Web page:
Shuanglianpi (雙連埤) is both a Hakka outpost and a place of great ecological interest. The conjoined body of water from which it gets its name is the centerpiece of the 17.16-hectare Shuanglianpi Wildlife Refuge (雙連埤野生動物保護區). No waterways of significance fill or drain this scenic lake in Yilan County’s Yuanshan Township (員山鄉). During the 1895 to 1945 period of Japanese rule, the colonial authorities — struggling to secure Taiwan’s foothills — encouraged Han people to settle in areas adjacent to indigenous communities. Around 1910, a 49-year-old Hakka pioneer called Tsou Cheng-sheng (鄒成生) from what’s now Taoyuan decided to begin farming at
The 22nd Taipei Arts Festival (臺北藝術節) opens tonight with three productions, a slightly scaled-down pandemic version that seeks to keep its tradition of big ideas, challenging programs and international connections alive and moving forward in an increasingly uncertain world. The theme of this year’s festival is “Super@#S%?” — as good a term as any when descriptives and superlatives seem not only inadequate, but somewhat irrelevant in a world where so many people cannot imagine being able to return to theaters, either as performers or audience members — they are too worried about having a job and their health. Technically, however, it is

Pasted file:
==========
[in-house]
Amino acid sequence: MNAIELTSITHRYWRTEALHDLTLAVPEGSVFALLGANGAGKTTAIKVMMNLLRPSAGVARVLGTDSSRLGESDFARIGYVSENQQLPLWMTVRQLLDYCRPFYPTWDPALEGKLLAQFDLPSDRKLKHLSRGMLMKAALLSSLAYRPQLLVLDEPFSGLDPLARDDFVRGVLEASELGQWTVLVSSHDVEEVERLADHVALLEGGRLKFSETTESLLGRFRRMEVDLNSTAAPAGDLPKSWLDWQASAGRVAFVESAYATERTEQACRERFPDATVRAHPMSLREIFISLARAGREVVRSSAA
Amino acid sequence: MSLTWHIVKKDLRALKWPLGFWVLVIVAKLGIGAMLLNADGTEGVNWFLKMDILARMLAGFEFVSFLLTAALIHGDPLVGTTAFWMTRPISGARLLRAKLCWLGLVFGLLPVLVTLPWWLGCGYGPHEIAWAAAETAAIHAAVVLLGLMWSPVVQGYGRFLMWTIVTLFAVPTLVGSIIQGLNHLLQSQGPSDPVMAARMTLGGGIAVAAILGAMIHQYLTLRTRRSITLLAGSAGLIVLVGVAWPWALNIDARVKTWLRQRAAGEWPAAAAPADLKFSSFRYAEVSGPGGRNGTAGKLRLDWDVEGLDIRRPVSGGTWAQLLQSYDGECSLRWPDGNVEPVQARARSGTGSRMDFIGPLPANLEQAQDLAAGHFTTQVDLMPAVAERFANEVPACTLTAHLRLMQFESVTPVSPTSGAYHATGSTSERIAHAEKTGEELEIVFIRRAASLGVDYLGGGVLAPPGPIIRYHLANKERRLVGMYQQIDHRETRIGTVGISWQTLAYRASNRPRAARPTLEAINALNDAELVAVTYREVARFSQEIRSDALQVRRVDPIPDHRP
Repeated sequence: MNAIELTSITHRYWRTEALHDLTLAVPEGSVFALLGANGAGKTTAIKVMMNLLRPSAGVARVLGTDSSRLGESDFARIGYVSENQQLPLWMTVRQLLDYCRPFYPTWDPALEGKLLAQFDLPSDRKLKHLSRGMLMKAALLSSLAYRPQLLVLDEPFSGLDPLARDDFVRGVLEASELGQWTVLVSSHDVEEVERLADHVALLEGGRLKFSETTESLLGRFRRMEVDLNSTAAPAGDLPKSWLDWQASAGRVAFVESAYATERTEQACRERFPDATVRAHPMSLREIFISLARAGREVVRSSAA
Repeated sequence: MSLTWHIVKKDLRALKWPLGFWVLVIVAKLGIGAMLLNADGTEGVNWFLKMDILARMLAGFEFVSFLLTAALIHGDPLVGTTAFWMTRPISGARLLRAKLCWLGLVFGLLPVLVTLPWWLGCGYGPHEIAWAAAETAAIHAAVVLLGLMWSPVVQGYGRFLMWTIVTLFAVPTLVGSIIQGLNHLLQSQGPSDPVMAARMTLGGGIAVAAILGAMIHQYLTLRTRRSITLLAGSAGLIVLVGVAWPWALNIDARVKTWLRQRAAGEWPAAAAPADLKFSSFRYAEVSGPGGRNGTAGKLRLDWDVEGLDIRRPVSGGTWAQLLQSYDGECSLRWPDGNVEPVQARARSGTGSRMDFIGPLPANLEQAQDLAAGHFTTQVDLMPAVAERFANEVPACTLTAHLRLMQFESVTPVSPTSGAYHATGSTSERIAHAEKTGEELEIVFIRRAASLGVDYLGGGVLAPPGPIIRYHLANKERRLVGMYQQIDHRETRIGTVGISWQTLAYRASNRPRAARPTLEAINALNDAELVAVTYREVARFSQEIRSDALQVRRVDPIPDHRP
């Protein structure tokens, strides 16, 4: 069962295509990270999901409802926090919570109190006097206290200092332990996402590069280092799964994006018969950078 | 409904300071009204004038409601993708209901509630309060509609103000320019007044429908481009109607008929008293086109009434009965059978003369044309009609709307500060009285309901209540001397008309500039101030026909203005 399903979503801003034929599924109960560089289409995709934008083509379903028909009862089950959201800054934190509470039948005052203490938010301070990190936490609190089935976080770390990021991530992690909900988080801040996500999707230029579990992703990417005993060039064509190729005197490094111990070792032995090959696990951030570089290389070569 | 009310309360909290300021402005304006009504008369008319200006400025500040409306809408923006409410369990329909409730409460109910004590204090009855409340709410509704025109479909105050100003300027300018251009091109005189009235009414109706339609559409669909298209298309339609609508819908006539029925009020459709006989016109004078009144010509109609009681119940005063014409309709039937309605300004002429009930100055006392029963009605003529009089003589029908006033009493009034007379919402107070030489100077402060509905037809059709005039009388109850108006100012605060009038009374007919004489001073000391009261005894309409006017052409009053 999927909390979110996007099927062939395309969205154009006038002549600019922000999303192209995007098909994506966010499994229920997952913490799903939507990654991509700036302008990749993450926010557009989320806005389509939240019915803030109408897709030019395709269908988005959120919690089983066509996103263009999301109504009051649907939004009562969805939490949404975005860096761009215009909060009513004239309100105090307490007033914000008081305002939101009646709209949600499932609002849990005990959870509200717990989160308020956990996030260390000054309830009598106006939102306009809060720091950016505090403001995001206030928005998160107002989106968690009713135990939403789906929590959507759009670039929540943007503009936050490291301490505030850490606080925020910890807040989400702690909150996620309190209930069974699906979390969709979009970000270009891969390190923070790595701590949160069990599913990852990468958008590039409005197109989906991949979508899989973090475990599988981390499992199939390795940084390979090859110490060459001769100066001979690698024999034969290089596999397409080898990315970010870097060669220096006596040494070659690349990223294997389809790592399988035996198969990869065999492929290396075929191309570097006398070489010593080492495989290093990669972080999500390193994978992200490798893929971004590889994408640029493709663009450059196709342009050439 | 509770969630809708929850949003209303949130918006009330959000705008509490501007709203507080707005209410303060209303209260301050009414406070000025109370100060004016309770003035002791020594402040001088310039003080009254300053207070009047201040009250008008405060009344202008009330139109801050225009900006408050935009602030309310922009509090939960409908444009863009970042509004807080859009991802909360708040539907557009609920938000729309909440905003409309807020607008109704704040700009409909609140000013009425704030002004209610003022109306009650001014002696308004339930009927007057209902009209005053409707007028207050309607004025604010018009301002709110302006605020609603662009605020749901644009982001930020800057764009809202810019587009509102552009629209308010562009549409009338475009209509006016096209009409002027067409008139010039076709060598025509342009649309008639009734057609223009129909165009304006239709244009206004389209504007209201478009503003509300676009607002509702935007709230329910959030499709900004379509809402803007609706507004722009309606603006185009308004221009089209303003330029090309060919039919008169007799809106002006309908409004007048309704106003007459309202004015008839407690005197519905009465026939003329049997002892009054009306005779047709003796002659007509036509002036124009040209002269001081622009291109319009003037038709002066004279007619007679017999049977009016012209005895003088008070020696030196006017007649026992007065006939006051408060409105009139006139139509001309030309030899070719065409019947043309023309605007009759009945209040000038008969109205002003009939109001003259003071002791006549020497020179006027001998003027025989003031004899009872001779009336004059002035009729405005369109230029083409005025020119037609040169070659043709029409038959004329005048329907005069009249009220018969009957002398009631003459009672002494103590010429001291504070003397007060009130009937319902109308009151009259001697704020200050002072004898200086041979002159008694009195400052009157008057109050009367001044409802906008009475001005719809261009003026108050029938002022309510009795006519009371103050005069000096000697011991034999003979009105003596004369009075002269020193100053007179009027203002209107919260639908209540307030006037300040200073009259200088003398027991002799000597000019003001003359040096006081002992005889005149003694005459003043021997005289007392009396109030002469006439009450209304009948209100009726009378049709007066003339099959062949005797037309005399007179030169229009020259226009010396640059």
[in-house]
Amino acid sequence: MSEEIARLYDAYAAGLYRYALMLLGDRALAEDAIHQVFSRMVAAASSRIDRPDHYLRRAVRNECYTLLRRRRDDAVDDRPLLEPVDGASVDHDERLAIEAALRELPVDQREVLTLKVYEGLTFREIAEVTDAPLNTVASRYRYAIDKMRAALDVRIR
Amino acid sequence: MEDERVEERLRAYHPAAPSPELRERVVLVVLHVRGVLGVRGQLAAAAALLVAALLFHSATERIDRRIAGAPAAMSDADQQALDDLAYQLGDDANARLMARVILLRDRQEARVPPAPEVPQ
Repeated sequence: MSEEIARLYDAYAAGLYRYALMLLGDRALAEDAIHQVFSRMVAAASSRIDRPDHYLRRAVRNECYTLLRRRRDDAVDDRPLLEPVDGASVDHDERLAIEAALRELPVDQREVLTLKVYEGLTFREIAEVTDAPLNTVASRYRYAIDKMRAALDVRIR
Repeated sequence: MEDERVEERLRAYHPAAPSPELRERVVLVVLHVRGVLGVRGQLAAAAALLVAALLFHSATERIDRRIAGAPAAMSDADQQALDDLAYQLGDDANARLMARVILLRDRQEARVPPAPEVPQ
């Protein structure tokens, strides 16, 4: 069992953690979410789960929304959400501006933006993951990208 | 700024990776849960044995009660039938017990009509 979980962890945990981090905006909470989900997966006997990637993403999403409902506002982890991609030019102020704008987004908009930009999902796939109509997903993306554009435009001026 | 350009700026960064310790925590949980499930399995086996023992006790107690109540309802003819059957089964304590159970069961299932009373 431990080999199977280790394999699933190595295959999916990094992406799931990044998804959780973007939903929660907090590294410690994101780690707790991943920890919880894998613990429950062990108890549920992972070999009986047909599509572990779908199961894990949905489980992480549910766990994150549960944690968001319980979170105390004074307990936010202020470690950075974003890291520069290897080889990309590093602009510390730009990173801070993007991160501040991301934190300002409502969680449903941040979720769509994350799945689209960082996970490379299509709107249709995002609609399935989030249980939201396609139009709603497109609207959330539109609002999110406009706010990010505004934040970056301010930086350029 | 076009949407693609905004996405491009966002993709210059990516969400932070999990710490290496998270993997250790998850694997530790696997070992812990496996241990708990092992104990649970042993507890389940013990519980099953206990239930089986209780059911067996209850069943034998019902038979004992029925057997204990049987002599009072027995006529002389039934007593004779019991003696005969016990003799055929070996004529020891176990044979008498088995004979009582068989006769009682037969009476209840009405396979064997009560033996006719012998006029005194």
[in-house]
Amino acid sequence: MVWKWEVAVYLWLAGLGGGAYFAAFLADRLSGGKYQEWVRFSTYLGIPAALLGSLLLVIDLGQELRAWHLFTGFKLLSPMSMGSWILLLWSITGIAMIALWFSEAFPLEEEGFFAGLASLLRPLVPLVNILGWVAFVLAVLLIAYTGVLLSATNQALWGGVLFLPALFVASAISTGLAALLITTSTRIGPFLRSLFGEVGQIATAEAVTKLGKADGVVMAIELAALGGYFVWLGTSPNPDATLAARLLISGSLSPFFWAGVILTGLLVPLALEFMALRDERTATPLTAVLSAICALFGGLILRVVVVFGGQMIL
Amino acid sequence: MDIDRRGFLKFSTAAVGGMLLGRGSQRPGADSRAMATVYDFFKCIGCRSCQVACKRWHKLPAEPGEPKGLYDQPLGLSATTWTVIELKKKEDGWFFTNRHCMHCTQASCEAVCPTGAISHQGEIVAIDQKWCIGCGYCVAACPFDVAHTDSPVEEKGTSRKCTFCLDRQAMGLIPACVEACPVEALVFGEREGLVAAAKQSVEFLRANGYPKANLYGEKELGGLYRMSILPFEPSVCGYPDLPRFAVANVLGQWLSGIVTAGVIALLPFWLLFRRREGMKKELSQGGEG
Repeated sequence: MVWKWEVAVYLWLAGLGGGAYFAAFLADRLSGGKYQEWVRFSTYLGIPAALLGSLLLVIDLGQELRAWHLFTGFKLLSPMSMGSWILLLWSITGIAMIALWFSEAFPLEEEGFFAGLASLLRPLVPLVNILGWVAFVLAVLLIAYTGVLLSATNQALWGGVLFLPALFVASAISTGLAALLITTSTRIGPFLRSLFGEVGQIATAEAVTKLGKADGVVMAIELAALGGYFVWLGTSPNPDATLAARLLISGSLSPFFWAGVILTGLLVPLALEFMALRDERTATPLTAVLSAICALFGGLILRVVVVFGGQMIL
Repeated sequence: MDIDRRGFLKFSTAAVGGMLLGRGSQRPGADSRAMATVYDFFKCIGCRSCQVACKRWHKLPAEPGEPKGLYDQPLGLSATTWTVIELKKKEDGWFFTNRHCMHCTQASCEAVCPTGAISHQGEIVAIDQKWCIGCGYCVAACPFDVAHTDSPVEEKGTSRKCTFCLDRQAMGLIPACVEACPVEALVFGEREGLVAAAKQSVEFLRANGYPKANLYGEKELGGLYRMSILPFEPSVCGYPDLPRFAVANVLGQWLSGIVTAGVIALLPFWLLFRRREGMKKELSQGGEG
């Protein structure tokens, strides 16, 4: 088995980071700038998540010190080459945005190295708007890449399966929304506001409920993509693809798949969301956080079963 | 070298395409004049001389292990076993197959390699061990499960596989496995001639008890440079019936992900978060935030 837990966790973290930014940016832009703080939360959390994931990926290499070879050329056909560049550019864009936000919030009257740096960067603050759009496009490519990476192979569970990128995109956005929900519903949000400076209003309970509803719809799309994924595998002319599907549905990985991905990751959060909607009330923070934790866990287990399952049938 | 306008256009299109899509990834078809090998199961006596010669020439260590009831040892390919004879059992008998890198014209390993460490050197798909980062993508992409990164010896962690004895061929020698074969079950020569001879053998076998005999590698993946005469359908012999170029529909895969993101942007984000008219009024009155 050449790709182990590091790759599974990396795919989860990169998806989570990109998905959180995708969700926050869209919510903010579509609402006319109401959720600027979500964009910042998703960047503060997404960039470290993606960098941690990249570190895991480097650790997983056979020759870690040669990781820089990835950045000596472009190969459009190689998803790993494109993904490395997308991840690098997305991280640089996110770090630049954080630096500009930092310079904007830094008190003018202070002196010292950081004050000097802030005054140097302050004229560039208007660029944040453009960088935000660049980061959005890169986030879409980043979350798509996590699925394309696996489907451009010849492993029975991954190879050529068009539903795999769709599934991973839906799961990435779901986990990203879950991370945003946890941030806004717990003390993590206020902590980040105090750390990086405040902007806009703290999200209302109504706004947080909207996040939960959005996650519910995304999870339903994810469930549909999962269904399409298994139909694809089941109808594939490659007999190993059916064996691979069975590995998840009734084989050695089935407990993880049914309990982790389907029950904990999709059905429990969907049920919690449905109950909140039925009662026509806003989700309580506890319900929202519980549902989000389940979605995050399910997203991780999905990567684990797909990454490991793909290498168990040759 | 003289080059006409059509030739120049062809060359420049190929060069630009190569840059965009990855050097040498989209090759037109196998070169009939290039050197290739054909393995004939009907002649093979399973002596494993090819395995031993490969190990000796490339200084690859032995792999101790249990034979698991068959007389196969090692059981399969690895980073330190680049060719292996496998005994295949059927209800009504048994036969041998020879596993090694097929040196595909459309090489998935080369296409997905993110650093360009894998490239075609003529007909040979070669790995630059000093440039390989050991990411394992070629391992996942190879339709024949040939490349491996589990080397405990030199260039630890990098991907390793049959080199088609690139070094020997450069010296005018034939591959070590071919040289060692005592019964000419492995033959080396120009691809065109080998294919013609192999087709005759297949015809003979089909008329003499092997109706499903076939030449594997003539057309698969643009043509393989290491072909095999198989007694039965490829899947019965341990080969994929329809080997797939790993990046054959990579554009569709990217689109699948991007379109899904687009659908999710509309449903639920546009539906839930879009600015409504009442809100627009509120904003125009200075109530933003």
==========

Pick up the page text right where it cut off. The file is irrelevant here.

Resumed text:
North Korean leader Kim Jong-un was shown surrounded by pistol-toting generals while in the South masked veterans were socially distanced as the two sides yesterday separately marked the armistice that ended Korean War hostilities. The contrasting events marked 67 years since the ceasefire that left the peninsula divided and millions of families split by the Demilitarized Zone. In the North’s capital, Kim handed out commemorative pistols to dozens of generals and senior officers, who pledged their loyalty to him, state media reported. The North reported its first suspected case of novel coronavirus infection at the weekend — after insisting for months it had